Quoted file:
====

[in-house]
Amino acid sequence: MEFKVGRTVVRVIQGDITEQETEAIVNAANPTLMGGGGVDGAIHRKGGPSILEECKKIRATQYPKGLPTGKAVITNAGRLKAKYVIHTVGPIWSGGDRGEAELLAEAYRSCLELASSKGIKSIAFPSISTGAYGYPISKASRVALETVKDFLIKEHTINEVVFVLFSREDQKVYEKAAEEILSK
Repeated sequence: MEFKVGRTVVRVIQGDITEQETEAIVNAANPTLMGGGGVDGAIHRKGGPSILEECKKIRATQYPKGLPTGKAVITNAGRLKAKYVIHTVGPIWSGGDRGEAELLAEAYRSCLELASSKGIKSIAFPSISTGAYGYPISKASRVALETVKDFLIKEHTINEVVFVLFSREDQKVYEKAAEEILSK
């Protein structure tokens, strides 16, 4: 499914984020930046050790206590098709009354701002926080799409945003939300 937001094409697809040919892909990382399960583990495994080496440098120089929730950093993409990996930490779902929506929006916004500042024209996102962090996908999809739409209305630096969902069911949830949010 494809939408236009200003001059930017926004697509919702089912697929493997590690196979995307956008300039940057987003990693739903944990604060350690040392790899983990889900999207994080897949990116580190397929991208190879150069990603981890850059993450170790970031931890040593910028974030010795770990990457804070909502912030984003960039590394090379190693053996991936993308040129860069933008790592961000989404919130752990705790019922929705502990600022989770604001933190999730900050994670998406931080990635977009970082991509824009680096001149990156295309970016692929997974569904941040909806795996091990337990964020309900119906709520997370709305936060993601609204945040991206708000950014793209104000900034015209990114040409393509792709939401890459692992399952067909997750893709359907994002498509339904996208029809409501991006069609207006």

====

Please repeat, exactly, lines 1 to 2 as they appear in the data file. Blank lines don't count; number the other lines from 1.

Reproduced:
[in-house]
Amino acid sequence: MEFKVGRTVVRVIQGDITEQETEAIVNAANPTLMGGGGVDGAIHRKGGPSILEECKKIRATQYPKGLPTGKAVITNAGRLKAKYVIHTVGPIWSGGDRGEAELLAEAYRSCLELASSKGIKSIAFPSISTGAYGYPISKASRVALETVKDFLIKEHTINEVVFVLFSREDQKVYEKAAEEILSK